Anyway, since we were riding spin bikes, it was impossible to tell who was leading and who was chasing (aside from Danny’s announcement), and it was only after a bunch of guys hopped off their bikes and started the run that I realized they overtook me. One girl also passed me, and that’s when I started hammering. For the final 0.2 or so, I decreased the resistance and let my legs spin out to break up lactic acid and to increase cadence for the run.
Run – 3 miles – 25:30* (“secret” goal – sub-24 minutes) *also includes T1 and T2 times
Logistics: As we laid out our gear beforehand, Andrew announced we weren’t allowed to wear socks. Wait, what? He said they weren’t necessary and would cut into our transition times, and since we would be racing sockless, it would make no sense to wear them. Prior to Saturday, I tried running without socks twice (during the summer) and ended up with huge blisters on my arches, so this mandate made me nervous. Also, to help our feet slide into our shoes, Andrew had us line the heels of our sneakers with an Aquaphor gel. Anyway, after hitting the 12-mile mark on the spin bikes, we would hop off, change shoes, and charge down another set of stairs to the indoor track for 12 laps.
Oh yeah–I rock speed laces now. I clearly take T2 extremely seriously.
The run itself: Because I didn’t attack on the bike, I felt super fresh for the run; my first split was 1:30, and I wasn’t working! I had to back off, though—there’s no way 6:00/miles is sustainable. After the first lap, one of my teammates who’s in a pace group above me was starting the run, so I stuck with him for a bit. (Our splits were 2:00-2:0X, and we overtook the girl who passed me on the bike.) Honestly, I anticipated and mentally prepared for a lot of pain, but I felt solid. At the two-mile mark, Andrew totally noticed how comfortable I looked. As I started lap nine, he yelled, “Carrie, you look really good! I know you have another gear. Let’s see it!” Well, if you say so, coach! My next two splits were in the 1:4X-ballpark (I wore my Garmin to keep track of laps and splits), and I really had to work for the final 800m. Lots of suffering, which meant I was doing it right. Danny said my final time was 23:xx (don’t remember the exact seconds), so I broke 24 minutes–yes!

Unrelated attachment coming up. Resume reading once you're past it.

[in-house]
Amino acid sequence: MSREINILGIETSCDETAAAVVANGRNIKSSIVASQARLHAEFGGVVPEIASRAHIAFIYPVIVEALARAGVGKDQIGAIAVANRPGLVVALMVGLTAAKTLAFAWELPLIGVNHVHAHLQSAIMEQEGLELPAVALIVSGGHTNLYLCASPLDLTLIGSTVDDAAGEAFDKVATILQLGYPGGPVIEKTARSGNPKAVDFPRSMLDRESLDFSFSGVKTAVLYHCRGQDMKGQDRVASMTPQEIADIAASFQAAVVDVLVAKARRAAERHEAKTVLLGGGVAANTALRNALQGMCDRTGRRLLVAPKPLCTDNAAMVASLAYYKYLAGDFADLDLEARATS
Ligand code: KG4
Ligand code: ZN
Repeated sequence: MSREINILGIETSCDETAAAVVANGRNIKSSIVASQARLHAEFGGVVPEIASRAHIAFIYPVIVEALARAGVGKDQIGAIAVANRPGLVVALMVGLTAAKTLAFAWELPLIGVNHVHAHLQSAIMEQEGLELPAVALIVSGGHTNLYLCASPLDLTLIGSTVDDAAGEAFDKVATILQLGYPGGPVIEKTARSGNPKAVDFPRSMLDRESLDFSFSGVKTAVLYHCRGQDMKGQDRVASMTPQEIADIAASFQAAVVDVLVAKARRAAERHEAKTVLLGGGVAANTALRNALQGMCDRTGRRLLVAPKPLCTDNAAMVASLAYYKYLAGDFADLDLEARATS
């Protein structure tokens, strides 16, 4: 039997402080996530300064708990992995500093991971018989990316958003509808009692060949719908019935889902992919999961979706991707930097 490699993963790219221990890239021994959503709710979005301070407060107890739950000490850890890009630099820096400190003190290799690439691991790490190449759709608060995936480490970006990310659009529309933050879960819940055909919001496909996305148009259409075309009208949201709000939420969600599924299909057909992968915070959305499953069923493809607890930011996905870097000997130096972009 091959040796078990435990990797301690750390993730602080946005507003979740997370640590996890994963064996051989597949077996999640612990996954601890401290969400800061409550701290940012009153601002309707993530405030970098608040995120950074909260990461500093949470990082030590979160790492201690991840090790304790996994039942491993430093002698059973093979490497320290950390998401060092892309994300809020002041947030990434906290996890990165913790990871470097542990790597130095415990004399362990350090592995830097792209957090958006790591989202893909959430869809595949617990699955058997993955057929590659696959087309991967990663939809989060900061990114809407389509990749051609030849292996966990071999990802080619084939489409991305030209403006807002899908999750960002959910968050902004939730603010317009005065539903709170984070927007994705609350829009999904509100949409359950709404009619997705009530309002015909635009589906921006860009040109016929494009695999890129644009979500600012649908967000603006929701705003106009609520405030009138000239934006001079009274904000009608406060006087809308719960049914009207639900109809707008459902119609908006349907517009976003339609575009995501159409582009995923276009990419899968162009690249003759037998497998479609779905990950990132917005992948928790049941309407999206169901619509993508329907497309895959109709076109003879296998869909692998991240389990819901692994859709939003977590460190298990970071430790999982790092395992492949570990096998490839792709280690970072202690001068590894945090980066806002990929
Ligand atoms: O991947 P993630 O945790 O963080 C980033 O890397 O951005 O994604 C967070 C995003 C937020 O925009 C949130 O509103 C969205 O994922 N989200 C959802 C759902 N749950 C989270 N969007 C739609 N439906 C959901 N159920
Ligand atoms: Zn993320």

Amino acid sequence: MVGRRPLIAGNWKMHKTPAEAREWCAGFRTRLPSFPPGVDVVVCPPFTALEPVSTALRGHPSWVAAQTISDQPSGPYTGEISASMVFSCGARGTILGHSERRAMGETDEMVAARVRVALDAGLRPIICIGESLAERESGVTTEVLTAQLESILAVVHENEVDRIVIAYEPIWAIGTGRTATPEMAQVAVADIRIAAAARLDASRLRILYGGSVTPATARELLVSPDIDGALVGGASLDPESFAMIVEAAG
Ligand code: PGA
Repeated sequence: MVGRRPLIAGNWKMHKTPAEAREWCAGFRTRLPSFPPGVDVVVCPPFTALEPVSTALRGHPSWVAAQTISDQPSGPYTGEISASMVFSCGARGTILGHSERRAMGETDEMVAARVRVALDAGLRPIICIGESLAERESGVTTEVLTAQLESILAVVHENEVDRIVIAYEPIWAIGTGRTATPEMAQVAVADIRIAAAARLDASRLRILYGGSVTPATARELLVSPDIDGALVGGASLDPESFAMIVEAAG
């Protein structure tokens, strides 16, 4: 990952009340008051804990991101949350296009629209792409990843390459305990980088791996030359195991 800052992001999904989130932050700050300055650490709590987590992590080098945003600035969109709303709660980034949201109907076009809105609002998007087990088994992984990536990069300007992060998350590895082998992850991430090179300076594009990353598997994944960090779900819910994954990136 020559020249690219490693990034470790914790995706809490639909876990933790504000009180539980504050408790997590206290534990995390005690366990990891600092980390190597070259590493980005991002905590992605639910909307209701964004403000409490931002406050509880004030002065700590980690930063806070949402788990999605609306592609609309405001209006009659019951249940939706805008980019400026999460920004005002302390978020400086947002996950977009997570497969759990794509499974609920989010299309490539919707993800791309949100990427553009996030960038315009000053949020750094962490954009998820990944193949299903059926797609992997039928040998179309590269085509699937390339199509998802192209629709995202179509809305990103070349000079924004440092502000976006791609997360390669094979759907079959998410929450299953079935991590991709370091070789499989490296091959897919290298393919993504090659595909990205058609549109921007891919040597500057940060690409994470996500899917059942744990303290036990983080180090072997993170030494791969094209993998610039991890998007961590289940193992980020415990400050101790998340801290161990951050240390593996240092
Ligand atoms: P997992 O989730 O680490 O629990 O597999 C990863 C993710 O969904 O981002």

Final time (including transitions) – 1:00:10 (“secret” goal – sub-1:00)
Ten seconds—really?! But I’m very happy with how it went overall. Not that it matters, especially during training sessions, but I was the fourth person to finish overall and the first female—woohoo!
-Be smarter about the swim start. Granted in open water, I’ll definitely want to separate myself from the pack, but there was no need for that on Saturday.
-Attack on the bike. Saturday’s bike leg was definitely complacent—not good. However, I know myself well enough that had we been riding outside, I would’ve been pushing. And there’s no way I would’ve let one of my female competitors overtake me and not respond. Still, I shouldn’t need a race to work harder.
-Attack on the run. Miles one and two felt too easy, aka complacent. See a theme? Once I settled into my default pace, I went on cruise control and didn’t push.
-Run (or swim or bike) your own race. Honestly, when I saw my male teammate beginning the run, I thought I shouldn’t pass him. After all, he’s in a faster pace group than me, so he’s faster, right? I talked to Danny about this situation afterward, and he said my teammate could be faster during workouts and time trials, but maybe I’m faster running off the bike—it’s a completely different kind of running. Dually noted.
Have you done an indoor triathlon? What did you think? How do you keep yourself from being complacent during workouts and race-like scenarios?